Addressing NV-HAP requires a multi-disciplinary approach involving various departments such as clinical education, dental teams, infection prevention, nursing, nutrition, etc. Regular team meetings facilitate data review, the identification of improvement opportunities, and the development of protocols and policies.
Staff members must understand how NV-HAP develops and which patients are at the highest risk. Training should cover new processes, protocols, and the safe and effective use of oral care supplies. Identifying skill and knowledge gaps through patient risk assessments, quality improvement studies, and frontline staff feedback is essential. Standardized training programs can enhance staff competence and safety.
Conducting an Oral Health Assessment
Completing an oral health assessment is critical to developing individualized care plans.
- Review patients' oral health histories upon admission.
- Conduct a physical oral assessment to identify risk factors, special considerations, and physical limitations affecting oral care.
Use the assessment findings to develop tailored care plans and ensure patients receive appropriate oral care supplies.
During hospital stays
During a patient's hospital stay, clear protocols and procedures for oral care should be in place, specifying supplies and care frequency. Staff should provide oral care supplies to all patients and follow standardized self-care and staff-assisted care procedures. Documentation and data collection are crucial to tracking oral care delivery and identifying barriers to care provision, such as an inadequate supply of oral care products, a lack of staff training, or patient refusal.
Providing oral health education
Before hospitalization, patients should be encouraged to establish a dental home and complete preventive dental visits. This can reduce the risk of NV-HAP and chronic respiratory diseases. During hospitalization, patients and caregivers should be educated about the risks of pneumonia and the importance of proper oral care. Encouraging patients to continue oral care at home and follow up with dental providers after hospitalization ensures the ongoing maintenance of oral health.
Preventing NV-HAP through comprehensive oral care is a cost-effective and patient-centric approach that hospitals should embrace. By prioritizing oral care, healthcare facilities can reduce NV-HAP rates, improve patient outcomes, and contribute significant cost savings. Additionally, regular communication and collaboration between dental and medical providers can help identify high-risk patients and implement preventive measures. Furthermore, incorporating oral care into the overall care plan can lead to better overall health outcomes for patients, as oral health is closely linked to systemic health.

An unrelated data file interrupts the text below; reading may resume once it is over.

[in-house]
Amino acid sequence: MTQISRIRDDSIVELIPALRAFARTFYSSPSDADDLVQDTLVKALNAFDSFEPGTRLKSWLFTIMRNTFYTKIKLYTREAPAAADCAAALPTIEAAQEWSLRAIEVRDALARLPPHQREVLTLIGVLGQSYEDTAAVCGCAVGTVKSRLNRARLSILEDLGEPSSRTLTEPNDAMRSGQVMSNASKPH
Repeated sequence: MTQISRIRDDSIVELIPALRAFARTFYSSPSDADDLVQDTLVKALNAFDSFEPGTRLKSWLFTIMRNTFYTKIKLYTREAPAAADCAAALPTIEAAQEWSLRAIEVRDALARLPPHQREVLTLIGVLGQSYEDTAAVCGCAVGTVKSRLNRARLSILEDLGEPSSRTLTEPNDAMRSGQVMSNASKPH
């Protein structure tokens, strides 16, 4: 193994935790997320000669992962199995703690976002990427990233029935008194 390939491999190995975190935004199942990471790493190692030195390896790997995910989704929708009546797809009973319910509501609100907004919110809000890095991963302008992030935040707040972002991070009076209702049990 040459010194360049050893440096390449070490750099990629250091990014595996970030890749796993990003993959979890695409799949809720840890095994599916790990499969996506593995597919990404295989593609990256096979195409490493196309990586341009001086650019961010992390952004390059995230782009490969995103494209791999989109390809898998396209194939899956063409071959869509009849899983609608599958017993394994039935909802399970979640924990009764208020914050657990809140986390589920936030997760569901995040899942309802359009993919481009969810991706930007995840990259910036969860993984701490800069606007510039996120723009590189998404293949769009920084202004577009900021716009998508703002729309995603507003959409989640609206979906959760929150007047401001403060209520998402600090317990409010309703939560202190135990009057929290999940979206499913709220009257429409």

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More about Michelle Strange
Michelle Strange, MSDH, RDH, brings over 20 years of experience to her numerous roles in dentistry. A graduate of the Medical University of South Carolina with a Bachelor's of Health Science and the University of Bridgeport with a Master's in Dental Hygiene Education, she focuses her career on expanding the knowledge of her colleagues in all aspects of health care. Her passion for dentistry and its connection to overall health extends to her community and global efforts.
Michelle was the co-founder and the FIRE and ENERGY that made the A Tale of Two Hygienists podcast. Currently, she is the owner of Level Up Infection Prevention, MichelleStrangeRDH, a key-opinion leader, writer, content creator, infection control consultant, and a practicing dental hygienist.
Michelle’s passion for dentistry extends to her community, where she volunteers frequently and participates in global missions.
In 2021, Michelle decided to sell everything, pack up a 12ft trailer, and live her dream traveling country, possibly the world. Michelle has her dental hygiene license in the many states she has been living in, making her one of the few roaming dental hygienists in the country. Michelle has adventurous spirit that is front and center these days.